Ah, the 101 freeway, my home away from home. I spend an awful lot of time there and find that I contemplate the world in thoughts that start and stop with the rhythm of the traffic. The other day, the traffic was actually moving for once and I suddenly found myself in an exit only lane. The yellow diamond shaped sign said “Thru Traffic Merge Left” and I had a revelation about passion.
Passion you say? How could a traffic sign possibly bring you to that thought? Stay with me a second. Sometimes in business and in artistic pursuits, your passion can blind you to the road ahead. You may miss the signs that tell you that you might be in an exit lane when you really want to be on open highway.
Passion is about focus. When I am in the middle of a deal, it’s very easy for me to become passionate about getting the best deal for my client. My focus becomes so single minded, the tendency can be to bull through and close a lopsided deal. Lopsided deals seem good for a moment, but never serve the long term goals of my client. I trained myself a long time ago to step back and listen carefully to the other party and their needs, and assess, so I don’t miss any important signs and am able move lanes when necessary.
A frequent comment I hear from clients is: “My lifestyle is such that I have to take money jobs and what I really want to be working on are projects that mean something to me.” Believe it or not, this happens as a result of passion. This comes from being passionate about the work, ANY work, while you’re getting your early opportunities. You live your life, have a family, buy cars, a house, etc… Before you know it, you get stuck doing the same types of projects all the time because those types of projects have become your core business.
It’s not hard to change lanes on the highway. Put your blinker on (indicate your move,) , check your mirrors (assess your risk) and turn the wheel slightly (make your move.) It’s not hard in business either. Make a solid, specific plan to make it happen (indicate your move,) consider the options (assess your risk,) and begin to move.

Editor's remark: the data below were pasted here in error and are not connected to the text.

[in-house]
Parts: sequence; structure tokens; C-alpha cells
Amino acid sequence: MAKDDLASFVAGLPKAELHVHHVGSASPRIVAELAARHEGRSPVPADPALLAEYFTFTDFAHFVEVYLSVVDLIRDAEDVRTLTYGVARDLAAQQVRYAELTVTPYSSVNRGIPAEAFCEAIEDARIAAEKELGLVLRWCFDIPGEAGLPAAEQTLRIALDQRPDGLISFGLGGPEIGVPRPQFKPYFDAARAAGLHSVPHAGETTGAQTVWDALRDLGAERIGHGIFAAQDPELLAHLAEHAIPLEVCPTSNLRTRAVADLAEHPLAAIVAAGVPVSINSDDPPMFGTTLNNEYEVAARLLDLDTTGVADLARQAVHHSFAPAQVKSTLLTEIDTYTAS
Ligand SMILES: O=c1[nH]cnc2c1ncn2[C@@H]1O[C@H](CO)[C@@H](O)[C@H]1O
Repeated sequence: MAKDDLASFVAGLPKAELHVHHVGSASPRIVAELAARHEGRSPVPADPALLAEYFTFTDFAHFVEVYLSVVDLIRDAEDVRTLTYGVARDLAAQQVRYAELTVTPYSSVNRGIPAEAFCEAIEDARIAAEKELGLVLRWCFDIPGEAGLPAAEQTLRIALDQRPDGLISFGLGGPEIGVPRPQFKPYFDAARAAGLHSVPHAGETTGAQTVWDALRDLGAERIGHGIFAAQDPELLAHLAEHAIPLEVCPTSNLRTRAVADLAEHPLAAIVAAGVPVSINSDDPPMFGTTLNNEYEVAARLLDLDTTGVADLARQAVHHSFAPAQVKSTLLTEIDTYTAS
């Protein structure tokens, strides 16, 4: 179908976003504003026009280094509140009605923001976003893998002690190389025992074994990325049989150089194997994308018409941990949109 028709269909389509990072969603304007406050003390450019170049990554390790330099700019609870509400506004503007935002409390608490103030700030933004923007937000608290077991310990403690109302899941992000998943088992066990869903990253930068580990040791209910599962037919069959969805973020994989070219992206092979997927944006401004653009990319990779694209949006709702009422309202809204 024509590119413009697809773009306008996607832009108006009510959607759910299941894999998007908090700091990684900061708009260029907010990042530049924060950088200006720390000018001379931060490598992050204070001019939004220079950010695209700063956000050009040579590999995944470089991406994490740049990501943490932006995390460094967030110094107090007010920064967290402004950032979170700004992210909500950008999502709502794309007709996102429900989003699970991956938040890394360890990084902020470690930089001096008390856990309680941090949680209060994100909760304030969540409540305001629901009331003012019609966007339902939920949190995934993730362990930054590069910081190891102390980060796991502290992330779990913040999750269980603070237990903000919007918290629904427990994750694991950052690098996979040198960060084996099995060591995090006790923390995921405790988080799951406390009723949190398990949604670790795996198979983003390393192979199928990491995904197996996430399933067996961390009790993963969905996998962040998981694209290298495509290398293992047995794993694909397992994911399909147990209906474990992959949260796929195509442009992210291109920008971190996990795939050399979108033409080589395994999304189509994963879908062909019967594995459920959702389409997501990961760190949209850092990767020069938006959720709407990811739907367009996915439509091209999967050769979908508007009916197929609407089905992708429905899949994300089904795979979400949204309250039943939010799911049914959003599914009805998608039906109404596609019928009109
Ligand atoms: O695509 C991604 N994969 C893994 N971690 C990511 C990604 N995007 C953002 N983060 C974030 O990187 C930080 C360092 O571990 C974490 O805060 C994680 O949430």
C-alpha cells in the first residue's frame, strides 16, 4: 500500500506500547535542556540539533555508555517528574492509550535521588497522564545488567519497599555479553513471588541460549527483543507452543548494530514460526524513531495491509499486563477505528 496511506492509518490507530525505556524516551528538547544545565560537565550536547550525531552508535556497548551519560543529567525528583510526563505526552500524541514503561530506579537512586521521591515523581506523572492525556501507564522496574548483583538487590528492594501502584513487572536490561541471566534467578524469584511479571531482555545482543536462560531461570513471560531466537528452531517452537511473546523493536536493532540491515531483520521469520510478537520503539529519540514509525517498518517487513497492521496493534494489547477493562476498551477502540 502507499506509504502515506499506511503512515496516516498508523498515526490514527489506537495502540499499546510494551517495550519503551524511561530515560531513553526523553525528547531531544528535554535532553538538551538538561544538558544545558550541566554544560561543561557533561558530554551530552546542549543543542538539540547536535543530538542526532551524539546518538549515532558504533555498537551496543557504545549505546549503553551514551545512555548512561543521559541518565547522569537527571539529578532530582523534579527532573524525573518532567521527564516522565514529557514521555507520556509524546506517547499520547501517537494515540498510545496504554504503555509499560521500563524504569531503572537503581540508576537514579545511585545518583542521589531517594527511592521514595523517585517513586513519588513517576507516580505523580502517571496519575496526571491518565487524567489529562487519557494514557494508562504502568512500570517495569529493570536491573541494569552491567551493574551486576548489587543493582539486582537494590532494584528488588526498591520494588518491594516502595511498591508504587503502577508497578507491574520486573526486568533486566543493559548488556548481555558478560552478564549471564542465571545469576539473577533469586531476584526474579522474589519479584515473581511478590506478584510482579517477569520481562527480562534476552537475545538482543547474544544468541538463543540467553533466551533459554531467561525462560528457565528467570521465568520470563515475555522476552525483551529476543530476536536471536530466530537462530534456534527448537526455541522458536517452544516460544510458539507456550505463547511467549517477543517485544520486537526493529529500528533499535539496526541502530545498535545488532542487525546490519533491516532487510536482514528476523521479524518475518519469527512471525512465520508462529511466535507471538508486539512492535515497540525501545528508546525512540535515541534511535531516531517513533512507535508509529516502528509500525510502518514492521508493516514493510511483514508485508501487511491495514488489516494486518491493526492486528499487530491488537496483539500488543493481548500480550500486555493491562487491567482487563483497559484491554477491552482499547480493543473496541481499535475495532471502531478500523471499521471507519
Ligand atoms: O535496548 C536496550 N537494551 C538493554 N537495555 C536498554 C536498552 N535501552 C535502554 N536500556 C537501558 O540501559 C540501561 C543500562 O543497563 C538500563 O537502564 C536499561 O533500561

I’m not saying this is easy, it’s just not hard. You can slowly assess and adjust your core business. Just as you don’t dart from lane to lane on the highway without looking, you don’t just instantly diversify the type of projects you work on. It’s a process of small sacrifices (usually financial) and experimentation, reassessment and continual incremental moves.
What lane are you in? Is it the lane you want to be in? Are you even going the right way on the highway? What can you do in your personal life to perhaps cut back and make a wider array of options possible? Have you enlisted help from your spouse, agent, mentors and other contacts in devising a plan of diversification?
The good news is: It’s possible for you to stop being a victim of passion and use your passion to diversify your career. You just need a clear plan, patience to implement it and good communication with those around you. This week I challenge you to write down in several paragraphs what your career looks like now and what you want it to look like three years from now. In coming weeks, I am going to guide you through a goal setting process, essentially a map of how to get there. For now it’s important for you to figure out what you want the destination to be. Too often we just drive and go where the road takes us. If you want to get to Chicago and you don’t use a map, you’ll pretty much just drive around forever and never get there. Capiche?
Just a couple of paragraphs and you can start to figure out what lane your in and what lane you should be in! Trust me, I spend a lot of time on the road.